How to Cure Cancer: Zelig Eshhar’s Breakthrough

By Shlomo Maital

Eshhar

Prof. Zelig Eshhar

 

   Media reports last week brought exciting news about a new breakthrough in the fight to cure cancer.

       In an article in the journal Science Translational Medicine, a team at the University of Pennsylvania’s Abramson Cancer Center and the Perelman School of Medicine reported that 27 out of 29 patients with an advanced blood cancer saw their cancers go into remission or disappear altogether when they received genetically modified T-cells that were equipped with synthetic molecules called chimeric antigen receptors, or CARs. Those T-cells were able to target and destroy the tumor cells – specifically the ones that were responsible for the acute lymphoblastic leukemia the patients were suffering from. According to officials at the Fred Hutchinson Cancer Research Center, where the research was carried out, patients in the trial – some of whom were told in 2013 they had barely a few months to live – not only survived, but now, after the therapy, “have no sign of the disease.”

One of the pioneers of this approach is Prof. Zelig Eshhar, of Israel’s Weizmann Institute. According to press accounts:   “Eshhar has been conducting T-cell research for over a decade, and in 2014 was recognized by leading industry publication Human Gene Therapy for his work, along with Dr. Carl June of the University of Pennsylvania for their work in the field. In an article called “From the Mouse Cage to Human Therapy: A Personal Perspective of the Emergence of T-bodies/Chimeric Antigen Receptor T Cells,” published for the occasion, Eshhar laid out the mechanics of CAR T-cell immunotherapy – showing how his work on mice progressed to the point where the American team was able to pick up the cudgel and conduct a study on humans. With that. Eshhar cautioned Wednesday, the breakthrough did not in any way represent a “cure for cancer” – at least not yet. “Obviously much more work is needed,” he said. “One issue with this kind of therapy is that you have to develop specific T-cells for each kind of cancer. But studies like those are a great impetus to move forward with research. I believe the day will come when we will see many more cancers treated in this manner.”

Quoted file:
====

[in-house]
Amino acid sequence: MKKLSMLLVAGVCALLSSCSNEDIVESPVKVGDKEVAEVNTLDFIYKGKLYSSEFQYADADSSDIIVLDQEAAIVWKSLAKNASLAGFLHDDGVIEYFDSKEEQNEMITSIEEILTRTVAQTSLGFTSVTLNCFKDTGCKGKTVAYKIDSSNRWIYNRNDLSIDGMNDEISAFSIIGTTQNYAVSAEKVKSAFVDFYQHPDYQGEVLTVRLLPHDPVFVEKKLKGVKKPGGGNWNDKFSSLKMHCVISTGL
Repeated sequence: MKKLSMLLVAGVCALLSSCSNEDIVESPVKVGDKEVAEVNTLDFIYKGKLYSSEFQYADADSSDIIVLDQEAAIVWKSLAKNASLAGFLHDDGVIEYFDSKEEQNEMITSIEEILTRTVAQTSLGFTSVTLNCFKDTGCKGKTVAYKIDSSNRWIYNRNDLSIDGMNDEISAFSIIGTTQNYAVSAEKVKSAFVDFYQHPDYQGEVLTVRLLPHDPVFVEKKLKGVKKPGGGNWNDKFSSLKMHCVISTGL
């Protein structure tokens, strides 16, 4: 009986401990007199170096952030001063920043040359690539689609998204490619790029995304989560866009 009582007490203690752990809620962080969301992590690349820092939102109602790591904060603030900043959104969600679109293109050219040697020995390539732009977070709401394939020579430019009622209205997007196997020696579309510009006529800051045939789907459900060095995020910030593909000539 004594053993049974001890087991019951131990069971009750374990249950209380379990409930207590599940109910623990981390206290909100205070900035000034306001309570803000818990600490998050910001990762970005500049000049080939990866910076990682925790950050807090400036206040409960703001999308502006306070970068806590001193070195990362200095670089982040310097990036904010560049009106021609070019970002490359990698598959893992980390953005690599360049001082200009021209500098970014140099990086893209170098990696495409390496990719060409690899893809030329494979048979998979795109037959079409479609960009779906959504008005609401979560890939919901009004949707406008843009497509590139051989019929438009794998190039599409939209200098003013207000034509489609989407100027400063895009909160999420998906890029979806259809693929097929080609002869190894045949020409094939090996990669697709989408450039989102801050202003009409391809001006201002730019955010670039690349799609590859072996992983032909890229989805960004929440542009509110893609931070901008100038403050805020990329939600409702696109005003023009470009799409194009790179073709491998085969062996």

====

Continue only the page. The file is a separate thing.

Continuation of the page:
T-cells are the white blood cells produced by our immune systems that fight invading germs and microbes (and cancer cells). But they are generally too weak to fight off cancer cells, which have several clever defense mechanisms. However, by removing T-cells, and genetically modifying them, they can be strengthened – a bit like taking a Chevrolet Impala and souping it up with a Corvette 400 hp. engine. Eshhar has cured mice of cancer using this method, and the U. of Pennsylvania team extended his method to humans, with success.

     Will such T-cell therapy defeat all cancer, not just a form of leukemia and lymphoma? Let us hope!    

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